Republican presidential candidate Mitt Romney says the rate of tax he has been paying is “probably closer to the 15% rate”
Facing renewed pressure to release his tax returns, Republican presidential candidate Mitt Romney has estimated he “probably” pays a rate of about 15%.
The former Massachusetts governor and private equity tycoon said his income came mainly from past investments.
Most Americans would pay a top ordinary income tax rate of 35%.
Mr Romney said in a nationally televised debate on Monday he may release his tax returns in April, but his rivals want him to do so sooner.
He could effectively sew up the Republican presidential nomination long before the spring if his winning streak in the primaries and caucuses continues.
Correspondents say the other candidates – and Democrats – hope to halt Mr Romney’s momentum by portraying him as out of touch with the everyday struggle of ordinary Americans to make ends meet.
He is the favourite to win South Carolina’s primary this Saturday – a state which no Republican has carried in the past three decades without becoming the party’s nominee for the White House.
Mr Romney’s remarks on Tuesday at a campaign stop in Florence, South Carolina, suggest he benefits from advantages for high earners that permit investments to be taxed as capital gains rather than income.
He said to reporters: “What’s the effective rate I’ve been paying? It’s probably closer to the 15% rate than anything.
- Mitt Romney: Ex-Massachusetts governor and Mormon; presumed front-runner though doubts remain for some over his conservative credentials
- Ron Paul: Texas congressman and, at 76, oldest in race. Libertarian-minded, with a band of devoted followers
- Rick Santorum: Ex-Pennsylvania senator and social conservative. Nearly written off, but saw a surge that helped him come second in Iowa
- Newt Gingrich: Ex-House of Representatives’ speaker; Briefly led the field, but support collapsed amid a fusillade of attacks ads
- Rick Perry: Texas governor; once seen as a conservative alternative to Mr Romney, his campaign has been damaged by a series of gaffes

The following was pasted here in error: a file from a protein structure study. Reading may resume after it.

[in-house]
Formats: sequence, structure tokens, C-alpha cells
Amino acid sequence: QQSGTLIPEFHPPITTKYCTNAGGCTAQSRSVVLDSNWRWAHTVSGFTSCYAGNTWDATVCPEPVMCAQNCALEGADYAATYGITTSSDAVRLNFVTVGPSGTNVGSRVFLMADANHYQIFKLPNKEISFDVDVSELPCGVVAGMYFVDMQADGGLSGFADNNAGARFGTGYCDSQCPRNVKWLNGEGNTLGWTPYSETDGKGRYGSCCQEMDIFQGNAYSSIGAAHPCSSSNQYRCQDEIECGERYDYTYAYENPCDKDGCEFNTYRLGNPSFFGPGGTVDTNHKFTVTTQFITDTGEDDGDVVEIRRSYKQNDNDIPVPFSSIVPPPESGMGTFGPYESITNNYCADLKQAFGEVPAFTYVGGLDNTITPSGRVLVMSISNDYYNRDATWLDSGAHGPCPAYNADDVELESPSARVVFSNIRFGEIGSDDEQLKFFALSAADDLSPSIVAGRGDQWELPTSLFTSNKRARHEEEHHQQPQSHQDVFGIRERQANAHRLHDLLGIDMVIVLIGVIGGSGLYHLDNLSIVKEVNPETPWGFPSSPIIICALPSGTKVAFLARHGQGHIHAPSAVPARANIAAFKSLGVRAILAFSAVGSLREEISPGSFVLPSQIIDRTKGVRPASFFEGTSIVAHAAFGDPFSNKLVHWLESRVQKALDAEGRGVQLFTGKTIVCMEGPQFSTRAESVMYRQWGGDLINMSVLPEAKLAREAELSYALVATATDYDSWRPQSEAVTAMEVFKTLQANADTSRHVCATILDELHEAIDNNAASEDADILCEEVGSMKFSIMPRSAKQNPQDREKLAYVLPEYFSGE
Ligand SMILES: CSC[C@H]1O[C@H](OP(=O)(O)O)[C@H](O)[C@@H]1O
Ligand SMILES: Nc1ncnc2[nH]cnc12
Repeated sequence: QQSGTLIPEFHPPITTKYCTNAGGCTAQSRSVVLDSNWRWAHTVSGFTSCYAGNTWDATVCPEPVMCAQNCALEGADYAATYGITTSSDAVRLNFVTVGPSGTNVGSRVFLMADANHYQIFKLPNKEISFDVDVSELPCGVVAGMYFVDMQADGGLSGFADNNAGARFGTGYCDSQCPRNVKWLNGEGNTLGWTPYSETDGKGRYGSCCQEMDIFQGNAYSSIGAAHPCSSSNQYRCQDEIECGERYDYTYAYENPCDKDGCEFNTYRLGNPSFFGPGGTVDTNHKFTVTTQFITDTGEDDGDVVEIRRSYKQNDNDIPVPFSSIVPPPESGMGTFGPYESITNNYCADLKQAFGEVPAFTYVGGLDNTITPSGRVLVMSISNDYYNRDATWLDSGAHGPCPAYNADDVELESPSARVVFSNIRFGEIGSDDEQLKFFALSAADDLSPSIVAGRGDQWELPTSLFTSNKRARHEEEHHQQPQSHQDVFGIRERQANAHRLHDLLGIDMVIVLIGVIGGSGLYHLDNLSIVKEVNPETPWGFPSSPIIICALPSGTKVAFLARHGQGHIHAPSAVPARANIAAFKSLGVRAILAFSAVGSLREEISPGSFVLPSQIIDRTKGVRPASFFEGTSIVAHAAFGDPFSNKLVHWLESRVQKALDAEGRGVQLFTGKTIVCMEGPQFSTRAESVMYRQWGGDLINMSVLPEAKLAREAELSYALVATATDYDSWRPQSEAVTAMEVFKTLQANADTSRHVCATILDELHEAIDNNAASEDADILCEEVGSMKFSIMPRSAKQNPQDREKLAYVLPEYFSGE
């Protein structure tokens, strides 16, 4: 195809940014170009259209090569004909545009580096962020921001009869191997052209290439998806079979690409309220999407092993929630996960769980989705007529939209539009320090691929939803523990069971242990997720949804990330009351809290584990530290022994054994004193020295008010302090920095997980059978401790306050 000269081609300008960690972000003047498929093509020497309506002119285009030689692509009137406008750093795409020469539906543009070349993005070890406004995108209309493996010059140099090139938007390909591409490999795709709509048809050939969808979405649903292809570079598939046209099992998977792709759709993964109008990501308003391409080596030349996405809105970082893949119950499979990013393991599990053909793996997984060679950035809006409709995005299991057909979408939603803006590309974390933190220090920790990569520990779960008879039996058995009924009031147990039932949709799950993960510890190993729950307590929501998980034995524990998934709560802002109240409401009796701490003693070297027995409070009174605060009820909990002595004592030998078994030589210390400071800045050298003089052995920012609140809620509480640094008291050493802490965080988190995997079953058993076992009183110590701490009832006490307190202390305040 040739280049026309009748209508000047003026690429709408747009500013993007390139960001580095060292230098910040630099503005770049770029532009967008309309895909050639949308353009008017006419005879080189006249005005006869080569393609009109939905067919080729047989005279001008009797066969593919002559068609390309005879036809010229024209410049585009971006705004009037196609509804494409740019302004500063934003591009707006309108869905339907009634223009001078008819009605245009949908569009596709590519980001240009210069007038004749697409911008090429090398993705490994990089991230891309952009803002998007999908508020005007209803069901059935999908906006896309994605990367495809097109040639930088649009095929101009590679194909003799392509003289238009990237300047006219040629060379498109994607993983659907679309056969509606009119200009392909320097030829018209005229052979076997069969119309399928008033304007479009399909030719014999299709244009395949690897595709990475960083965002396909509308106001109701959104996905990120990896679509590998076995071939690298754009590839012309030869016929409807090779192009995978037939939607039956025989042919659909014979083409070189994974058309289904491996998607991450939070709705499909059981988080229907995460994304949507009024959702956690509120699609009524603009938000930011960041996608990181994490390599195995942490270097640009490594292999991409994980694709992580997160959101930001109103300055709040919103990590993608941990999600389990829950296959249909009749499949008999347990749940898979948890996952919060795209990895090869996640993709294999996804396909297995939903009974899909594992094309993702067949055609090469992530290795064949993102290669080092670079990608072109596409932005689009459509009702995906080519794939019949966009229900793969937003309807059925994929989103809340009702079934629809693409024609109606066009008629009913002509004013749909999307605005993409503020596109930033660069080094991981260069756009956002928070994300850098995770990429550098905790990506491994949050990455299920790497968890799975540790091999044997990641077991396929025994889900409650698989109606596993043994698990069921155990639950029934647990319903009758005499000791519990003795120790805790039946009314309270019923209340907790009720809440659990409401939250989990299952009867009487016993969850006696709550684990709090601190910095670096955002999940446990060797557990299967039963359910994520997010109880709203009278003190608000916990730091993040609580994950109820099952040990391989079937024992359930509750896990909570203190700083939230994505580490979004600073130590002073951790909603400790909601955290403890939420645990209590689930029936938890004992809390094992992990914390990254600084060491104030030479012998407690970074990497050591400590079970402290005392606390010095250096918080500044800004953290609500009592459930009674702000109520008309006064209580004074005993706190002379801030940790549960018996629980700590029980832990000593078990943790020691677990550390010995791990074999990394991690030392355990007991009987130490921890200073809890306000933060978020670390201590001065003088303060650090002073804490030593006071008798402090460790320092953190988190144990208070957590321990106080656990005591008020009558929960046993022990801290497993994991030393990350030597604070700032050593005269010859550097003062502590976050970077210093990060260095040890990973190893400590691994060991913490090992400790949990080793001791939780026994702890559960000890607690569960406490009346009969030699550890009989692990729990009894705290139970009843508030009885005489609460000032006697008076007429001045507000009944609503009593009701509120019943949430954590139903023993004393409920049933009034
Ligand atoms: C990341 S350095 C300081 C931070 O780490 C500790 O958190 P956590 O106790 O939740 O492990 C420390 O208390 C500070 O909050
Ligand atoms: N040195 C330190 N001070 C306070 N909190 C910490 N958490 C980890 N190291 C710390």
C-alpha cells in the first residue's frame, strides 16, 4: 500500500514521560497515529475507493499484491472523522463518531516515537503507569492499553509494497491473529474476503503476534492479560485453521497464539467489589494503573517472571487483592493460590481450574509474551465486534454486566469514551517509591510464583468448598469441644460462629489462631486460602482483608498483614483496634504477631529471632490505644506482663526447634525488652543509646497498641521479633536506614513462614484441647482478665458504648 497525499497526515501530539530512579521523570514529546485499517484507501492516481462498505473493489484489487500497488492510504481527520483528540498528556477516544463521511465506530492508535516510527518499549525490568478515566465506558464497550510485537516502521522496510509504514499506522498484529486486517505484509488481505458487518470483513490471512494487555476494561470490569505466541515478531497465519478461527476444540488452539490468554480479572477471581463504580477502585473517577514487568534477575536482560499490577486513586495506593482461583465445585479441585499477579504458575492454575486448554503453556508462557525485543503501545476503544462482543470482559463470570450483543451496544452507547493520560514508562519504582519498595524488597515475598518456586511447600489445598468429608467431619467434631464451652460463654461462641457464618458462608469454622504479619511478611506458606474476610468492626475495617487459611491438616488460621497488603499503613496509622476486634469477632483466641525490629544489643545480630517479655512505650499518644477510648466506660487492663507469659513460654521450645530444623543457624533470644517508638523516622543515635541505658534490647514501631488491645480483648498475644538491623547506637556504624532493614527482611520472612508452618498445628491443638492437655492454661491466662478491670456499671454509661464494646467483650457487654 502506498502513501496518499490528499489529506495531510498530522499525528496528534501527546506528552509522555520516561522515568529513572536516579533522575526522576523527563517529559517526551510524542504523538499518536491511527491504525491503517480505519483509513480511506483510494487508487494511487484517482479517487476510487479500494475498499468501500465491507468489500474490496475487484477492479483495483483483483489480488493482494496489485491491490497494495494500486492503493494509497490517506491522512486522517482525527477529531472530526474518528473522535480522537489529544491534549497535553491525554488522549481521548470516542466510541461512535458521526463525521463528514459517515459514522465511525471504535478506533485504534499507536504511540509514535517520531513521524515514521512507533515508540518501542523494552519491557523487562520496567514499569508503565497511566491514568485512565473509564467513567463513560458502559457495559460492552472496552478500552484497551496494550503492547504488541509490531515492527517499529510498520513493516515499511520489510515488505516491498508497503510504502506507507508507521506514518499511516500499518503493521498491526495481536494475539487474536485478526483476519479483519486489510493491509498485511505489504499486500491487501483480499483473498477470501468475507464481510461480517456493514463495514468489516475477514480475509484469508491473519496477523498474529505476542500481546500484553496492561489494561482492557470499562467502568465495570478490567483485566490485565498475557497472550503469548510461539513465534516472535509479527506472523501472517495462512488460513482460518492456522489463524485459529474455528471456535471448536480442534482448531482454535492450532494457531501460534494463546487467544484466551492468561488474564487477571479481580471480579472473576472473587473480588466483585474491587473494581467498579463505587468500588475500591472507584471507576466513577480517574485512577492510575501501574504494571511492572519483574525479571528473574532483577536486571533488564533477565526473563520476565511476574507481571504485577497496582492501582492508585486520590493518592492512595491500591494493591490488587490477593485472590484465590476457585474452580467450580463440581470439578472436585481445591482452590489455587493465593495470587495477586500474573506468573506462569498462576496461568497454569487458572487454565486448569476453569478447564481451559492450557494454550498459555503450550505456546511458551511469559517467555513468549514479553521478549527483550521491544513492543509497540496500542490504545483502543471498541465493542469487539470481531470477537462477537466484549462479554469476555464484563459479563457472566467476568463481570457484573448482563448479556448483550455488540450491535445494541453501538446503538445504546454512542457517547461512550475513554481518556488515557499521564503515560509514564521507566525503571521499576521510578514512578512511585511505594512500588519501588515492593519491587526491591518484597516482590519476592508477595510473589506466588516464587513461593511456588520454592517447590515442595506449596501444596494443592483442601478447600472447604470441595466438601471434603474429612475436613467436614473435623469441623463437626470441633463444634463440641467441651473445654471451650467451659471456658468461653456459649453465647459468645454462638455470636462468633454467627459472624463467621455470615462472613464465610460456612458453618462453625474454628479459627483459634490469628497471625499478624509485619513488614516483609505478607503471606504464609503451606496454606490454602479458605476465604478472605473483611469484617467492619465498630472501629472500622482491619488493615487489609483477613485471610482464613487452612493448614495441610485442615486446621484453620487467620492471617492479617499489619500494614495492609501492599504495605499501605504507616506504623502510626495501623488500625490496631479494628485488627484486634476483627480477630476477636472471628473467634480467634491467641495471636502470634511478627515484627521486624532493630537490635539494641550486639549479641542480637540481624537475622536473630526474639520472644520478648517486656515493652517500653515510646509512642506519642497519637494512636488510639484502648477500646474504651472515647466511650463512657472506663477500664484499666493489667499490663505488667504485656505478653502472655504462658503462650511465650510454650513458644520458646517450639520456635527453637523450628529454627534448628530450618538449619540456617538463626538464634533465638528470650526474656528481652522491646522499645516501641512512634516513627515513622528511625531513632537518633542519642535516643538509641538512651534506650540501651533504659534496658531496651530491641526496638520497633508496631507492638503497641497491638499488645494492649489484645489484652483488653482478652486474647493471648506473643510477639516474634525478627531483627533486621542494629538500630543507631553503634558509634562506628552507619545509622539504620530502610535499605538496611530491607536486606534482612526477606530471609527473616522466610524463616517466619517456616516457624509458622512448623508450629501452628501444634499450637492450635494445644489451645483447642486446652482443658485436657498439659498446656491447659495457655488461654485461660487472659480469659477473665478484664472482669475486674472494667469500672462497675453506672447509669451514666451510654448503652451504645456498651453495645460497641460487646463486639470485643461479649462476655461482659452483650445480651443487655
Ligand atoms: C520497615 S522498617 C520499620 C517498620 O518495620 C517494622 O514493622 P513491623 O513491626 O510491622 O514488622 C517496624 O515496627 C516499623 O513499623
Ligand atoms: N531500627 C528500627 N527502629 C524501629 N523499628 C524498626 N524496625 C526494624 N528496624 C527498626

“My last 10 years, I’ve, my income comes overwhelmingly from investments made in the past rather than ordinary income or rather than earned annual income.
“I got a little bit of income from my book, but I gave that all away. And then I get speaker’s fees from time to time, but not very much.”
The most recent campaign financial disclosures indicate Mr Romney was paid more than $370,000 (£240,000) in 12 months for speeches.
In recent days, fellow presidential contenders have put pressure on Mr Romney to disclose information about his fortune, which Reuters news agency estimates could be as much as $270m.
He was repeatedly pressed on the matter during Monday night’s TV debate in South Carolina.
He said: “If I become our nominee, and what’s happened [with past presidential candidates] is people have released them [tax returns] in about April of the coming year, and that’s probably what I would do.”
Rival contender Newt Gingrich, a former House Speaker, has said he would release his tax returns this week, while another candidate, Texas Governor Rick Perry, has released his each year as governor.
At a press briefing on Tuesday, White House Press Secretary Jay Carney emphasised it was an “established tradition” for presidential candidates to release their tax returns.
The most recent figures available show President Barack Obama paid a federal tax rate of just over 26% on his 2010 returns.
The issue of tax breaks for the financial elite has been highlighted by the White House – as well as campaign groups such as Occupy Wall Street – in recent weeks.
President Obama has proposed a rise in taxes for wealthy Americans, which has been vehemently opposed by Republicans.
The plan was named the Buffett rule, after investment guru Warren Buffett, who famously complained that his effective tax rate was lower than his secretary’s.